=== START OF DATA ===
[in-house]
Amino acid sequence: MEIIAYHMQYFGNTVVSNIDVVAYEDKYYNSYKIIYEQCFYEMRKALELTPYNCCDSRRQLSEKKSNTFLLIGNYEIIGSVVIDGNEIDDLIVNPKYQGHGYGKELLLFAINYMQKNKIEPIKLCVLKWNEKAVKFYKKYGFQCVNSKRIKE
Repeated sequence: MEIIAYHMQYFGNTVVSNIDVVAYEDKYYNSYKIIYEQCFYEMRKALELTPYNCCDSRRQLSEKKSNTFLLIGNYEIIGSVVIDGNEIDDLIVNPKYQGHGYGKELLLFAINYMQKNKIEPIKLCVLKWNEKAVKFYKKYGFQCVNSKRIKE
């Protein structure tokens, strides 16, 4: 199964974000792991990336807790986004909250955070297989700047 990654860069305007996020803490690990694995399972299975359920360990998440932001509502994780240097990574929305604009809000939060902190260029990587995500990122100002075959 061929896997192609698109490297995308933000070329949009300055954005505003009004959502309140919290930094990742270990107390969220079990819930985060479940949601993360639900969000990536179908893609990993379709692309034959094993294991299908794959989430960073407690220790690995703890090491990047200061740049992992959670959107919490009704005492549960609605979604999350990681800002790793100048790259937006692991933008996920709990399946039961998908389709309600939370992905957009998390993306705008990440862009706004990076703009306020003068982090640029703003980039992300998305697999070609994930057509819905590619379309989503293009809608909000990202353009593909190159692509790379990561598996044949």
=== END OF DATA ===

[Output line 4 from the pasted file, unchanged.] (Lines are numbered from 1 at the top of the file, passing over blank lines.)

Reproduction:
């Protein structure tokens, strides 16, 4: 199964974000792991990336807790986004909250955070297989700047 990654860069305007996020803490690990694995399972299975359920360990998440932001509502994780240097990574929305604009809000939060902190260029990587995500990122100002075959 061929896997192609698109490297995308933000070329949009300055954005505003009004959502309140919290930094990742270990107390969220079990819930985060479940949601993360639900969000990536179908893609990993379709692309034959094993294991299908794959989430960073407690220790690995703890090491990047200061740049992992959670959107919490009704005492549960609605979604999350990681800002790793100048790259937006692991933008996920709990399946039961998908389709309600939370992905957009998390993306705008990440862009706004990076703009306020003068982090640029703003980039992300998305697999070609994930057509819905590619379309989503293009809608909000990202353009593909190159692509790379990561598996044949």